22 September 2020 - CoTD Greg Sproule
Food review by James Tinslay and wine review by Charles 'Chilly" Hargrave.
Greg Sproule a former Society Foodmaster, and a long-term member was in the kitchen today. He explained that this lunch was inspired by his first experience helping for a dinner party when he was 12 years old and it had a Russian theme.
There were two canapés served in the now-standard entrée format on a single plate at the table. These were firstly blinis with cured salmon, creme fraiche, fish roe and dill and then a classic Russian favourite "herring in a fur coat" being herring with potato, onion, mayonnaise, carrot, beetroot and egg.
To finish off the starters we had borscht comprising pork knuckle, beetroot, carrot, parsnips, potato, bay leaf and juniper.
Even the best of us on the tooth were struggling to finish the starters knowing that there was a main to finish. Both soup and the plated items received praise for their taste and complexity.
Carrying on the Russian theme Greg served us beef stroganoff a classic Russian dish but commonly served with many variations. I’m sure many of us can recall having beef stroganoff that came with overcooked hard lumps of beef and today’s example could not be more different. Greg had cooked the beef fillet for only three minutes, so it was medium rare and wonderfully tender to the fork. It was accompanied by cabbage, caraway, lemon and Salad Olivier (a traditional Russian potato salad), potato, dill, capers, peas, mayonnaise.
This was a wonderful interpretation of that Russian dish and cooked to perfection.
James Healey served us arguably the king of French cheese with Roquefort the oldest traditional French blue cheese from Le Roi. This particular example was cultivated in the old-fashioned way on woodfired rye bread. This bread is dried and ground to a fine powder and then sprinkled on the young cheese curds. After maturation, the soft ivory textured cheeses vein with blue mould has a wonderfully mild and aromatic, savoury flavour.
Greg accompanied the cheese with a diverse selection of apple, honey, almonds, raspberries and blueberry.
Our coffee was sourced by Nick from the Ona stable. Today’s was Guji from Ethiopia. The notes say it is an heirloom varietal with a raspberry note on the first sip that settles into a yellow peach note as the filter cools, accompanied by milk chocolate note and a hint of raw sugar on the finish. A good mid-strength coffee.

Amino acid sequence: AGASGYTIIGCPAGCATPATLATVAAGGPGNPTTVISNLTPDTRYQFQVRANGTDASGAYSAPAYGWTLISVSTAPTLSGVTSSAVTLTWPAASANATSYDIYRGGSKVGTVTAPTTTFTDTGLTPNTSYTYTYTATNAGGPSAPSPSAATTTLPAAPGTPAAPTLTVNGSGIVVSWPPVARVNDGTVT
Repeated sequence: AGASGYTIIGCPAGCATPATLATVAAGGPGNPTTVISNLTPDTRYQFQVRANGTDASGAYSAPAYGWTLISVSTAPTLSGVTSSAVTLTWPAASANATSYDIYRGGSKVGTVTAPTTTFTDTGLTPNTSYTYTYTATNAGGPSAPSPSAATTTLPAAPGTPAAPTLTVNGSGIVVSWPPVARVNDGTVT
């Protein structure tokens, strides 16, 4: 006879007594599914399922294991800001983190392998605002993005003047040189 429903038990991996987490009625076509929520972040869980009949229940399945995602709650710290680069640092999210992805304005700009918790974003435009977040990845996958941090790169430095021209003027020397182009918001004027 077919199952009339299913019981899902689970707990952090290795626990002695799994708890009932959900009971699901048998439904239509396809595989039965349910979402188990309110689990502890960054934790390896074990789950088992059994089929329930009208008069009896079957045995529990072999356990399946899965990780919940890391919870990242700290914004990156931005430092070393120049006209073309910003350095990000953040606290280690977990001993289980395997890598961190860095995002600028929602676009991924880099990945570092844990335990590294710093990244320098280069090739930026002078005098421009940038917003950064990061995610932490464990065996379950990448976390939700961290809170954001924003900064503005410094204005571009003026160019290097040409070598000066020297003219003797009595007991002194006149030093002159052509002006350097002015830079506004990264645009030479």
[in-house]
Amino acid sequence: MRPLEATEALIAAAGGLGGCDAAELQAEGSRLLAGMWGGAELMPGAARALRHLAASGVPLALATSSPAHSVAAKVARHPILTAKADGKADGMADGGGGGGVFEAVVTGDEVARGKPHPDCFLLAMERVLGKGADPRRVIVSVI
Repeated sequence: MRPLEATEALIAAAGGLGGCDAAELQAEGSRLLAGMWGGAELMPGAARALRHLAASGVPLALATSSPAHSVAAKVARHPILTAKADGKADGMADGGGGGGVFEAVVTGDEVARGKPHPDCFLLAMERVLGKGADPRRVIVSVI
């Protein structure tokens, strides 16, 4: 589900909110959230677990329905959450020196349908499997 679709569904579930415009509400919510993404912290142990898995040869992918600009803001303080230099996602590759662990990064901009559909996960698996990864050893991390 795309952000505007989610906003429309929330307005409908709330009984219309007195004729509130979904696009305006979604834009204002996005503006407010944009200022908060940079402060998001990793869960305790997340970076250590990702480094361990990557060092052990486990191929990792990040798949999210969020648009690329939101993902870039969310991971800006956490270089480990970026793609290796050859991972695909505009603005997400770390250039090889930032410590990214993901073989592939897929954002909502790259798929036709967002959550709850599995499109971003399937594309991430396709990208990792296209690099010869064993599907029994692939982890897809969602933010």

Greg finished off his description of the lunch by saying he went out for a “short” meal last night with a former President of the Society who shall not be named who apparently tried to nobble our chef’s performance in the kitchen today. He failed.
I recall Greg in his many escapades in the kitchen rarely had an assistant and today was no different. He provided us with lunch solo. Well done.
For today’s entrées, we had a pair of Chardonnays. It’s a very forgiving variety that can succeed in most regions, albeit with different levels of quality and expression.
The Bannockburn 1314 ad Chardonnay 2018 (so named in honour of the Battle of Bannockburn in 1314) was at the funky end of the style. Showing a lot of struck match, natural ferment characters, it was a rich, almost, fat wine with a very dry finish. Although also from western Victoria, the 2012 Seppelt Jaluka Chardonnay (from Henty) was at the finer end of the spectrum. A crisp, fresh style that eschews malolactic, it was still quite young and vigorous, although a little short on complexity.
The two Shiraz with the main course were a curious pair. The 2012 Laurent Combier Crozes Hermitage was quite flat in the glass. Although it did show some spice after time, it never fully came to life. As is often the case in the Rhône, the tannins were rather tough. The 2013 Hewitson The Mother Vine Barossa Shiraz 2013 is drawn from a vineyard planted using cuttings from a single vine planted in 1853 which was chosen because of its complexity and flavour and structure. Perhaps in the same mould as the Crozes, although certainly in the tradition of the Barossa, it was a big oaky wine with black fruits and chocolate and then blockbuster tannins.
A classic, traditional pairing with Roquefort is a Sauternes. Today’s wine was from the other side of the Garonne in the Entre Deux Mers. The commune of Sainte-Croix-du-Mont sits opposite Barsac and is renowned for producing quality sweet whites at value. The 2011 Château La Rame was an excellent example of the style. Rich and luscious, it had all the apricot and spice of the wines over the river.
Continuing a theme from last week we had another one of Wynns Coonawarra reds. The 2009 Cabernet Shiraz Merlot (affectionately known as the Red Stripe) was well poised with still time ahead of it. The vintage was late and allowed the development of fine flavours and tannins. The Cabernet notes were cassis and plum, the Shiraz was all pepper and spice, while the Merlot helped pull the palate together.